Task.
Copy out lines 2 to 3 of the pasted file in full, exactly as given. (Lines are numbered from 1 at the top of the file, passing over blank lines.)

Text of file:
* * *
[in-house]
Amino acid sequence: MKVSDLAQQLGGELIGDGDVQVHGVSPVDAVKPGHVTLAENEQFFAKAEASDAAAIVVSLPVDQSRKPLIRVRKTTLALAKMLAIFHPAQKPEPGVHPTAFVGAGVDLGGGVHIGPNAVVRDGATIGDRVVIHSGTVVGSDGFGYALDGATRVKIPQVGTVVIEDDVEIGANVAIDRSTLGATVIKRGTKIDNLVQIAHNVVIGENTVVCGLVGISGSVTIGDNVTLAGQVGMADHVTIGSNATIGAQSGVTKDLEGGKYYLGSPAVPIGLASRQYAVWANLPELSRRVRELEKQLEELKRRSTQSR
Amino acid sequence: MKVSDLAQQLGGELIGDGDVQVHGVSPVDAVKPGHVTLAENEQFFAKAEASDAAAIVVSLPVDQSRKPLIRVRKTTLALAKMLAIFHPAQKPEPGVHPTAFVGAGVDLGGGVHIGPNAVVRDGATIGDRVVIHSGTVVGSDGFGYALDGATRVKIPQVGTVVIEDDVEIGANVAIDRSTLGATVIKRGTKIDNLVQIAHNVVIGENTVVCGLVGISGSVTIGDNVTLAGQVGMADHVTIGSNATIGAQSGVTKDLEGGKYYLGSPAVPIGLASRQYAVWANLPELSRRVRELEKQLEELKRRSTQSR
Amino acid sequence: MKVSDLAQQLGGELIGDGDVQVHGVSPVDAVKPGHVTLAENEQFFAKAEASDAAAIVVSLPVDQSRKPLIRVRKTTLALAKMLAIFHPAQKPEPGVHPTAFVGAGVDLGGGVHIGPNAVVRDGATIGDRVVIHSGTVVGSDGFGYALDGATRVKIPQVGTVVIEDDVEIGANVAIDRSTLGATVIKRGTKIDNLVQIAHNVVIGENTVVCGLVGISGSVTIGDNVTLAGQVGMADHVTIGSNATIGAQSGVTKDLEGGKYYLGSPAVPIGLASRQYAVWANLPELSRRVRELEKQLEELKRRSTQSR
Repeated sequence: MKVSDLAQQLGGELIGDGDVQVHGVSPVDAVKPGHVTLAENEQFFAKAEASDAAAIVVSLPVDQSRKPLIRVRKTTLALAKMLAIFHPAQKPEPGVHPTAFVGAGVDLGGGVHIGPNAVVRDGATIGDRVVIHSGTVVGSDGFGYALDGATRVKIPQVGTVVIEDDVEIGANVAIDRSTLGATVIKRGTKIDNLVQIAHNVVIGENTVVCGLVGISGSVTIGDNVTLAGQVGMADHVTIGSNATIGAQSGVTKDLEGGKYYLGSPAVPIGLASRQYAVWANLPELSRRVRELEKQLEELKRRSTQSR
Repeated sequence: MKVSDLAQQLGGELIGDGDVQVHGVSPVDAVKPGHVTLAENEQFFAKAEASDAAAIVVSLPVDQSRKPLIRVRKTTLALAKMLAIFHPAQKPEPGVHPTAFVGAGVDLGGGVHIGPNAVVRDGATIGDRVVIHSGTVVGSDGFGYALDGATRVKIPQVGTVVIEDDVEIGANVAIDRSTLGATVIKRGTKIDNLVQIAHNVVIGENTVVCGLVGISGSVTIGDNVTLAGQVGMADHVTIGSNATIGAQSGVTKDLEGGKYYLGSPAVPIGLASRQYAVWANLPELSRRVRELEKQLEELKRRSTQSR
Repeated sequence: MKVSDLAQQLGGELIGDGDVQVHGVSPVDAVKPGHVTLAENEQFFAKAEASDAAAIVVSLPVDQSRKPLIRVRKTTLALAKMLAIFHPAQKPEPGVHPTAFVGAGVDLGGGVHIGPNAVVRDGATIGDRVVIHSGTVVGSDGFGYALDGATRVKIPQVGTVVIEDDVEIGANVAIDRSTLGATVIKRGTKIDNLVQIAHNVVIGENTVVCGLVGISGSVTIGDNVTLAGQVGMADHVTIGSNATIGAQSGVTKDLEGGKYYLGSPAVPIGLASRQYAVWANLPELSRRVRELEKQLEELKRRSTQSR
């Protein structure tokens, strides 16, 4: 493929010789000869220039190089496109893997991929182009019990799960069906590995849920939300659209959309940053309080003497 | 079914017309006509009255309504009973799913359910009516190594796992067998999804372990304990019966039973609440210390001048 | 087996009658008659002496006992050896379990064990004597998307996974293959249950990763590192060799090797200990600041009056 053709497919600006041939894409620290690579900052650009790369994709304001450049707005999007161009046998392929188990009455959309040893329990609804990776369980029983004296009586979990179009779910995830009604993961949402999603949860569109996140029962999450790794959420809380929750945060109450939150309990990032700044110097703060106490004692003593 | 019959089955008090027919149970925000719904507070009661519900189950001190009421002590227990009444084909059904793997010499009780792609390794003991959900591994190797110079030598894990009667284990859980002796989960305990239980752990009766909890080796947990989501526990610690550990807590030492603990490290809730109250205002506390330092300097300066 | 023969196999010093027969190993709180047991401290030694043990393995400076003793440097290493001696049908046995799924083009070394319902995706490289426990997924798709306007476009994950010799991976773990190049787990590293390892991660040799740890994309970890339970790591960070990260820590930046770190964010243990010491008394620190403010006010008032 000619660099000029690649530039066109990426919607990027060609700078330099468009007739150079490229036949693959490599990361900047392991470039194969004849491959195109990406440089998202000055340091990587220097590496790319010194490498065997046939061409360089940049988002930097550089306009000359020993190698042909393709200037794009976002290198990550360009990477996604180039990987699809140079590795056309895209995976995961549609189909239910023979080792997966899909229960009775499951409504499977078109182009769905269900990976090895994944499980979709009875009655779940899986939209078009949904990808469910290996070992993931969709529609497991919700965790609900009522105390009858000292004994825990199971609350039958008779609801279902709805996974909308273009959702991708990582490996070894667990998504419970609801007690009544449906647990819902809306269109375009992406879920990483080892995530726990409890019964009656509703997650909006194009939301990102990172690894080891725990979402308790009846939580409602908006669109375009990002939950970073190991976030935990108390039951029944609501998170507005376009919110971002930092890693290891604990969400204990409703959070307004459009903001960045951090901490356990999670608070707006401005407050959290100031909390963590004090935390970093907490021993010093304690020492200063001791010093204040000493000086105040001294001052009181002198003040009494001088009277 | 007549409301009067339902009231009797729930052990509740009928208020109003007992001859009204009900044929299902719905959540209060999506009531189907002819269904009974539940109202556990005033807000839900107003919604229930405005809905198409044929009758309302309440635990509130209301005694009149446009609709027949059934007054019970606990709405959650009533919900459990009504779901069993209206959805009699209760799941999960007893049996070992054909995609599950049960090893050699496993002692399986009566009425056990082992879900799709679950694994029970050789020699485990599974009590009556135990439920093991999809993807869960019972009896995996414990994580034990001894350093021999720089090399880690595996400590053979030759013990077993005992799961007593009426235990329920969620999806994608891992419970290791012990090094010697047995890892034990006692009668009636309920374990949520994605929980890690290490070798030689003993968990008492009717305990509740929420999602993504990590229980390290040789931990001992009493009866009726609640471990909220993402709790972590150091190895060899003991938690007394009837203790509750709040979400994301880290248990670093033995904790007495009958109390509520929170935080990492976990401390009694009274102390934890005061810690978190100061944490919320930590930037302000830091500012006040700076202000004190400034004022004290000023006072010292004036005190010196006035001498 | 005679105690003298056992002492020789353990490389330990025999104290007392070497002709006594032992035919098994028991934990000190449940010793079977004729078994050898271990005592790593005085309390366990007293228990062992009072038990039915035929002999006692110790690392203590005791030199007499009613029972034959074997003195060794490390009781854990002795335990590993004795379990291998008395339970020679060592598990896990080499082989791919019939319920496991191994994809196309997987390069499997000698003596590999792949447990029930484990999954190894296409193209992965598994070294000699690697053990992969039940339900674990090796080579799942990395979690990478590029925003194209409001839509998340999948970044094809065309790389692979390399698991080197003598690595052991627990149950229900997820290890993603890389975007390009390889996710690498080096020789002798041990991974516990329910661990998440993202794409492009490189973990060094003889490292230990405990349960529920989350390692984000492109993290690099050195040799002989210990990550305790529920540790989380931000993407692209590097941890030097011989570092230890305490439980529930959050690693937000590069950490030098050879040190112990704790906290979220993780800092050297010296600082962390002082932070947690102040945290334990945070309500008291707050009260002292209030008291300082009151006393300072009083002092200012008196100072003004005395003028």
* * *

Amino acid sequence: MKVSDLAQQLGGELIGDGDVQVHGVSPVDAVKPGHVTLAENEQFFAKAEASDAAAIVVSLPVDQSRKPLIRVRKTTLALAKMLAIFHPAQKPEPGVHPTAFVGAGVDLGGGVHIGPNAVVRDGATIGDRVVIHSGTVVGSDGFGYALDGATRVKIPQVGTVVIEDDVEIGANVAIDRSTLGATVIKRGTKIDNLVQIAHNVVIGENTVVCGLVGISGSVTIGDNVTLAGQVGMADHVTIGSNATIGAQSGVTKDLEGGKYYLGSPAVPIGLASRQYAVWANLPELSRRVRELEKQLEELKRRSTQSR
Amino acid sequence: MKVSDLAQQLGGELIGDGDVQVHGVSPVDAVKPGHVTLAENEQFFAKAEASDAAAIVVSLPVDQSRKPLIRVRKTTLALAKMLAIFHPAQKPEPGVHPTAFVGAGVDLGGGVHIGPNAVVRDGATIGDRVVIHSGTVVGSDGFGYALDGATRVKIPQVGTVVIEDDVEIGANVAIDRSTLGATVIKRGTKIDNLVQIAHNVVIGENTVVCGLVGISGSVTIGDNVTLAGQVGMADHVTIGSNATIGAQSGVTKDLEGGKYYLGSPAVPIGLASRQYAVWANLPELSRRVRELEKQLEELKRRSTQSR